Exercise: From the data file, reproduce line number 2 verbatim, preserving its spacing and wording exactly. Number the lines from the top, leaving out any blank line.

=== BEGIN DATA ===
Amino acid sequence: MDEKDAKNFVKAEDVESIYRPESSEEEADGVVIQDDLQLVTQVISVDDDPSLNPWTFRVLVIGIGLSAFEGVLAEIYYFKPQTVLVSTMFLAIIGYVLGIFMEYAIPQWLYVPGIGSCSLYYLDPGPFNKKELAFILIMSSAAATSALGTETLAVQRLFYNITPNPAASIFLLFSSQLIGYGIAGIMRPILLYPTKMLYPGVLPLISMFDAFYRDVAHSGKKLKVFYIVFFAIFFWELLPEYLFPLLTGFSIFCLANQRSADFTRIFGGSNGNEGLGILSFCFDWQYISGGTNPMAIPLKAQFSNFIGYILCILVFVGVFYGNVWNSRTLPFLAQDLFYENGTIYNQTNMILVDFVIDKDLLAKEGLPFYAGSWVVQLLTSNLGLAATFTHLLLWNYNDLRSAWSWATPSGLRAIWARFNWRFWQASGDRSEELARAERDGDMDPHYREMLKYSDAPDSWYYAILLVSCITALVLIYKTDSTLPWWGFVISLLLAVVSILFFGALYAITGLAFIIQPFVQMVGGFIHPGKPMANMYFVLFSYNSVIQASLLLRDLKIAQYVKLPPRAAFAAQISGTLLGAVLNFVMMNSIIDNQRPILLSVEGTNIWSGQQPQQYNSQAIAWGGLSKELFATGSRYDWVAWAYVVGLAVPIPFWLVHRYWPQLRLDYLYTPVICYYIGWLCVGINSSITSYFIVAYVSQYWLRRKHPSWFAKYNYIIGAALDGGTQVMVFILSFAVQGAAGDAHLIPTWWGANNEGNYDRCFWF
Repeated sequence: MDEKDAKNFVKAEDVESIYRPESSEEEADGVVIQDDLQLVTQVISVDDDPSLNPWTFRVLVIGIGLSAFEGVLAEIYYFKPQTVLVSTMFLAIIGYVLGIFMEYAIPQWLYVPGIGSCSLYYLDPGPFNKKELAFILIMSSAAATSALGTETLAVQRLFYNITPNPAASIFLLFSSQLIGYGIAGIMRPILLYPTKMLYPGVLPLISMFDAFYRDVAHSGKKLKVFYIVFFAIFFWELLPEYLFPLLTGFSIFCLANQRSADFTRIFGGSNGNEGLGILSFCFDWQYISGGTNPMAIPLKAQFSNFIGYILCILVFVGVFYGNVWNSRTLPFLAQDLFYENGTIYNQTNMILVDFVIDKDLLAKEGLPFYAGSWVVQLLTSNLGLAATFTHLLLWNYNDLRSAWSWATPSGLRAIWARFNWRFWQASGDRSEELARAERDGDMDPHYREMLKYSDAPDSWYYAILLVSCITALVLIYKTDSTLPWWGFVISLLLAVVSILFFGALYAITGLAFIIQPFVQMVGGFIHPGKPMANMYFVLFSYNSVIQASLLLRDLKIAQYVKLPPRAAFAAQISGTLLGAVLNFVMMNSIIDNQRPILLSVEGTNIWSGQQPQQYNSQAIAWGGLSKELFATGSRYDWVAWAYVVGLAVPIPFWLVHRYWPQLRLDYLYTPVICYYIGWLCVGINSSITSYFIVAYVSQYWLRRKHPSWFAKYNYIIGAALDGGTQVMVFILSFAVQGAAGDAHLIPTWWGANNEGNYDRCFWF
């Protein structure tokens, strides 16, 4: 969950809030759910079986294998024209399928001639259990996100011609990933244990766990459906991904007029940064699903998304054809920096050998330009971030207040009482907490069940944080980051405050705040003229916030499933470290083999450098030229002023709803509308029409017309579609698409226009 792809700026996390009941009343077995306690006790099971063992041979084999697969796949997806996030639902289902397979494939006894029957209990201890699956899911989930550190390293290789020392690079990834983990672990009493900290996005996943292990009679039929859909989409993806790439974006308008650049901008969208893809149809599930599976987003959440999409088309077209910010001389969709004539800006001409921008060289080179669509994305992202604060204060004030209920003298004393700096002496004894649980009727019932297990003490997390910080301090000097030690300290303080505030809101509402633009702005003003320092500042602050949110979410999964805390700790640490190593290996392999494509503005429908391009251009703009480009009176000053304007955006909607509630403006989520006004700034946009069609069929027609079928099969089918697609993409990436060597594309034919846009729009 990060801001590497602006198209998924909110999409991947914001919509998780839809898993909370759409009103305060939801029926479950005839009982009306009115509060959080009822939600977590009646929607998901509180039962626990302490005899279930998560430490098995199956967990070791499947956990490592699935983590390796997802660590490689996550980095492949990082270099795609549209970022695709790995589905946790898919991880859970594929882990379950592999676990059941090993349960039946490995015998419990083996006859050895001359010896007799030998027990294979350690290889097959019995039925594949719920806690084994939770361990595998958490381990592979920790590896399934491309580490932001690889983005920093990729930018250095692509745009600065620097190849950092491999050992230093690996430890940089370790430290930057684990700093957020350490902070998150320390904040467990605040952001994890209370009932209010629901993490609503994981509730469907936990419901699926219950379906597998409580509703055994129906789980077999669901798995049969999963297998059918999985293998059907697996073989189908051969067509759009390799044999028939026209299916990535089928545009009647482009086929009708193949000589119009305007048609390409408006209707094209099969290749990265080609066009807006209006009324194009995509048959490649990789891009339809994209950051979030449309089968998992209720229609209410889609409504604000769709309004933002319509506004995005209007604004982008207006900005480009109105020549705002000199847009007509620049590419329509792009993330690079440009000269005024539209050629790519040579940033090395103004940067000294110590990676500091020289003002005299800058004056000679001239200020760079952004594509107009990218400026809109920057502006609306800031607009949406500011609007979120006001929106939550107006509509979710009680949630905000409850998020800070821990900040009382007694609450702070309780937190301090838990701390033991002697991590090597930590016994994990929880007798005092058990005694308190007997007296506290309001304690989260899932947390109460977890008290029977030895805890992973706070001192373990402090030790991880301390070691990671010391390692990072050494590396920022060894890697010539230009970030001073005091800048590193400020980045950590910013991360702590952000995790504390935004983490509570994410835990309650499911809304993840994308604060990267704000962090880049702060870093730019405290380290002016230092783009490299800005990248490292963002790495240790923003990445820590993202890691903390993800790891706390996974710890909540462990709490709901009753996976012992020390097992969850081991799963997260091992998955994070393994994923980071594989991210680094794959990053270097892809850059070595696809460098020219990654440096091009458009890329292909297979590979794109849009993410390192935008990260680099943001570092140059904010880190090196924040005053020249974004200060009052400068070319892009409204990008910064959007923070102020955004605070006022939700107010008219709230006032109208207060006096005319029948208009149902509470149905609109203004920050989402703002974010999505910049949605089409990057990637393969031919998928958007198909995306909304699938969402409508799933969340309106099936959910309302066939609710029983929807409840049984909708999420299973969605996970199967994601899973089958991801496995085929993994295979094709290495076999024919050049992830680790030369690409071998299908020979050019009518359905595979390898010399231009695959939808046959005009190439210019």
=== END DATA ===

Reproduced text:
Repeated sequence: MDEKDAKNFVKAEDVESIYRPESSEEEADGVVIQDDLQLVTQVISVDDDPSLNPWTFRVLVIGIGLSAFEGVLAEIYYFKPQTVLVSTMFLAIIGYVLGIFMEYAIPQWLYVPGIGSCSLYYLDPGPFNKKELAFILIMSSAAATSALGTETLAVQRLFYNITPNPAASIFLLFSSQLIGYGIAGIMRPILLYPTKMLYPGVLPLISMFDAFYRDVAHSGKKLKVFYIVFFAIFFWELLPEYLFPLLTGFSIFCLANQRSADFTRIFGGSNGNEGLGILSFCFDWQYISGGTNPMAIPLKAQFSNFIGYILCILVFVGVFYGNVWNSRTLPFLAQDLFYENGTIYNQTNMILVDFVIDKDLLAKEGLPFYAGSWVVQLLTSNLGLAATFTHLLLWNYNDLRSAWSWATPSGLRAIWARFNWRFWQASGDRSEELARAERDGDMDPHYREMLKYSDAPDSWYYAILLVSCITALVLIYKTDSTLPWWGFVISLLLAVVSILFFGALYAITGLAFIIQPFVQMVGGFIHPGKPMANMYFVLFSYNSVIQASLLLRDLKIAQYVKLPPRAAFAAQISGTLLGAVLNFVMMNSIIDNQRPILLSVEGTNIWSGQQPQQYNSQAIAWGGLSKELFATGSRYDWVAWAYVVGLAVPIPFWLVHRYWPQLRLDYLYTPVICYYIGWLCVGINSSITSYFIVAYVSQYWLRRKHPSWFAKYNYIIGAALDGGTQVMVFILSFAVQGAAGDAHLIPTWWGANNEGNYDRCFWF